Giant oil company merger reports unconfirmed
Shares in China Petroleum and Chemical Corp, often referred to as Sinopec, rose 3.4 percent on Wednesday — the first trading day after the Spring Festival holiday — after rumors the company was about to be merged with PetroChina Co Ltd, the country’s largest oil and gas producer.
China’s top refiner, Sinopec’s stock gained 0.2 yuan ($0.03) to close at 6.09 yuan on the Shanghai Stock Exchange after rising at one point to 6.19 yuan.
Shares in PetroChina also rose 1.35 percent on the exchange, closing at 11.23 yuan, peaking at one point at 11.56 yuan.
Analysts said the stock rises had been sparked by a report in The Wall Street Journal, which reported that China’s leadership was studying the feasibility of merging the nation’s largest oil companies in an effort to “take on the likes of Exxon”.
It said one permutation was a merger of Sinopec and China National Petroleum Corp, the parent company of PetroChina.
Another was to combine China National Offshore Oil Corp and SinoChem Group.
However, none of the four companies confirmed the report. Lyu Dapeng, a spokesman for Sinopec, also refused to comment on the report.
One anonymous industry source suggested the rumors may have come from the State-owned Assets Supervision and Administration Commission, which is currently working on the reform and restructuring of Chinese State-owned companies in an effort to raise efficiency and competitiveness. However, no deal had been finalized, the source said.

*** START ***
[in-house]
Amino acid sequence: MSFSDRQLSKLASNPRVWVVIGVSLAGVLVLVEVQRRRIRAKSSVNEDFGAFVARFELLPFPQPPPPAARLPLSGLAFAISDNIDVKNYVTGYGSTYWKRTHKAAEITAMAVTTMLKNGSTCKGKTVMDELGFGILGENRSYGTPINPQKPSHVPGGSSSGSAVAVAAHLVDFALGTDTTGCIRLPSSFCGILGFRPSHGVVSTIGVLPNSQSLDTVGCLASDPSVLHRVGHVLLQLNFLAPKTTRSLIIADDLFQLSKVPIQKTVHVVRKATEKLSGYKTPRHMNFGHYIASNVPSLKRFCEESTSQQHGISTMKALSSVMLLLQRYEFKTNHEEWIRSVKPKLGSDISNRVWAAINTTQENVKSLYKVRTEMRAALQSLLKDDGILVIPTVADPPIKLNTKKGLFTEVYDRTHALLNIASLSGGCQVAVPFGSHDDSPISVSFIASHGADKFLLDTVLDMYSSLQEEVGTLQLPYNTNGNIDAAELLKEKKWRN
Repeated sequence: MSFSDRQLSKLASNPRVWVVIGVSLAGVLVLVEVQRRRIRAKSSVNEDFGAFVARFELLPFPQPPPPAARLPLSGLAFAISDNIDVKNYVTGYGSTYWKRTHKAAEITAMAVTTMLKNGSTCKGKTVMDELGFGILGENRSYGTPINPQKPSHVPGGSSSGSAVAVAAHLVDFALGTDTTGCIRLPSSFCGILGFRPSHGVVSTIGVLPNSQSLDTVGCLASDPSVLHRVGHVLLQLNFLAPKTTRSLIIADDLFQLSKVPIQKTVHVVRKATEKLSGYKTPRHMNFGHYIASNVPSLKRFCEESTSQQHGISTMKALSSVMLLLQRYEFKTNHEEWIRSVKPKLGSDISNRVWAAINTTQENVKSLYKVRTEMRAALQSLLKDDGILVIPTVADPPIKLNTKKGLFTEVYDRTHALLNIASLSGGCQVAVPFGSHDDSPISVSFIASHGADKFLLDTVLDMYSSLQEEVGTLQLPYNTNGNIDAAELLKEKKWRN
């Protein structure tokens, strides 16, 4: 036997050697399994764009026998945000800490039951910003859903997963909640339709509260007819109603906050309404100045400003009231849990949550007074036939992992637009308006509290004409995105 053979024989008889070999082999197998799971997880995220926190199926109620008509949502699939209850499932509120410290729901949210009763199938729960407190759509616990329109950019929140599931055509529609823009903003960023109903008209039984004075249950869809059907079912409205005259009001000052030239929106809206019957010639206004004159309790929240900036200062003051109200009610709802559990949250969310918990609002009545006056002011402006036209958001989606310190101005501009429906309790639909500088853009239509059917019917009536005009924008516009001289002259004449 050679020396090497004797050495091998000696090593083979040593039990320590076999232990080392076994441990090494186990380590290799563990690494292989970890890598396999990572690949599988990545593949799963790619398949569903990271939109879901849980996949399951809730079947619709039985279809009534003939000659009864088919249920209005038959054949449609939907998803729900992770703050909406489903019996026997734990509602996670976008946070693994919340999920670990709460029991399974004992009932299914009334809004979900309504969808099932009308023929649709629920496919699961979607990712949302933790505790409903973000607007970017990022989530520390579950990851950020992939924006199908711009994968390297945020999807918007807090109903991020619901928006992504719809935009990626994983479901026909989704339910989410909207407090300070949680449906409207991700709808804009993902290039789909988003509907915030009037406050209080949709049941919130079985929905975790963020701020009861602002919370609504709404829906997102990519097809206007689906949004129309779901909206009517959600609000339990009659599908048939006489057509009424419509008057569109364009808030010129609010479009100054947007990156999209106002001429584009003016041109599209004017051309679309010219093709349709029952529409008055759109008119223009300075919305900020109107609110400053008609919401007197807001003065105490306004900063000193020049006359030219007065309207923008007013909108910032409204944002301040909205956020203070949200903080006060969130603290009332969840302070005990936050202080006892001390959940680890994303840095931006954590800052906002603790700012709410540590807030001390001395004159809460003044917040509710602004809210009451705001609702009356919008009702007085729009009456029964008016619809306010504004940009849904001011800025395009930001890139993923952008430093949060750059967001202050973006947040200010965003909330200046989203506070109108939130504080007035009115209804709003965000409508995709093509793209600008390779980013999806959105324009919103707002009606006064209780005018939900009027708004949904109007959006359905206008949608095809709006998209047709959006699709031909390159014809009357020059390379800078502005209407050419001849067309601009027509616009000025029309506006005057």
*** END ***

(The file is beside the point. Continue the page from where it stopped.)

Jefferies Hong Kong Ltd, a US-based global securities and investment banking group, said it was the first time it had heard of the proposed merger plan.
“We believe this is more ‘brainstorming’ and ‘thinking outside of the box’ than a feasible proposal,” Jefferies said in a statement.
was some logic to a CNOOC and SinoChem merger but that a combined CNPC and Sinopec would be a monopolistic monster twice the size of Exxon and, as such, could effectively “die on the vine”, as the company put it.
Jefferies said CNPC is already bigger than Exxon in terms of production, proven reserves and pipeline assets. In addition, Sinopec’s upstream assets are already considered large enough, having acquired around 40 billion yuan of overseas assets over the last five years. It already produces around 47 percent of China’s refined products.
In such circumstances, “creating an even larger, more monopolistic national oil company would be a grave mistake”, Jefferies said.
A merger between CNOOC and SinoChem would create a fully integrated upstream-downstream company. Li Li, research and strategy director at ICIS-C1 Energy, a consultancy in Shanghai, said a merger strategy could certainly help cut costs and streamline operations during the ongoing crisis in global crude oil prices, but that such a super-size merger would be very difficult to achieve.
“The idea might be to increase efficiency of the two national oil companies, but that would not happen if they had no competitors in the domestic market,” she said.
Lin Boqiang, director of the China Center for Energy Economics Research at Xiamen University, said any merger might be beneficial for the Chinese companies on the overseas market, but domestically the opposite is more beneficial, with further competition needed.